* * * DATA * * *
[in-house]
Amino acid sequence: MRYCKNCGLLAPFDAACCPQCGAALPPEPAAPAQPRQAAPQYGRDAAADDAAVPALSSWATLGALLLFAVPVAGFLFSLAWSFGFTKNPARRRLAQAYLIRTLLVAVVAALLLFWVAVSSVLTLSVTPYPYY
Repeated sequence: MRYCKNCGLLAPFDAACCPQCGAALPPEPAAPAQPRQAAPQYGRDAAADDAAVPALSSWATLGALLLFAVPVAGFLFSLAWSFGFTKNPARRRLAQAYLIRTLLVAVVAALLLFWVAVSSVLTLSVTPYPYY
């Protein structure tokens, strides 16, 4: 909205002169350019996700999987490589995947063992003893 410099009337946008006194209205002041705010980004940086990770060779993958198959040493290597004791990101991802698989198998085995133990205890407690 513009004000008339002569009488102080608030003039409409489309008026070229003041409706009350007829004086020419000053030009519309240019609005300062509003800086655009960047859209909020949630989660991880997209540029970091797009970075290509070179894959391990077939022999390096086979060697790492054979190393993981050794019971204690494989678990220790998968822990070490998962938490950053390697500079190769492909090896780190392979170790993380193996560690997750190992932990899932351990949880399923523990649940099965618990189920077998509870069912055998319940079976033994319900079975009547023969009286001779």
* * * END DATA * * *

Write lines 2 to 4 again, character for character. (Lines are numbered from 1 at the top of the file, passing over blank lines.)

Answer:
Amino acid sequence: MRYCKNCGLLAPFDAACCPQCGAALPPEPAAPAQPRQAAPQYGRDAAADDAAVPALSSWATLGALLLFAVPVAGFLFSLAWSFGFTKNPARRRLAQAYLIRTLLVAVVAALLLFWVAVSSVLTLSVTPYPYY
Repeated sequence: MRYCKNCGLLAPFDAACCPQCGAALPPEPAAPAQPRQAAPQYGRDAAADDAAVPALSSWATLGALLLFAVPVAGFLFSLAWSFGFTKNPARRRLAQAYLIRTLLVAVVAALLLFWVAVSSVLTLSVTPYPYY
């Protein structure tokens, strides 16, 4: 909205002169350019996700999987490589995947063992003893 410099009337946008006194209205002041705010980004940086990770060779993958198959040493290597004791990101991802698989198998085995133990205890407690 513009004000008339002569009488102080608030003039409409489309008026070229003041409706009350007829004086020419000053030009519309240019609005300062509003800086655009960047859209909020949630989660991880997209540029970091797009970075290509070179894959391990077939022999390096086979060697790492054979190393993981050794019971204690494989678990220790998968822990070490998962938490950053390697500079190769492909090896780190392979170790993380193996560690997750190992932990899932351990949880399923523990649940099965618990189920077998509870069912055998319940079976033994319900079975009547023969009286001779």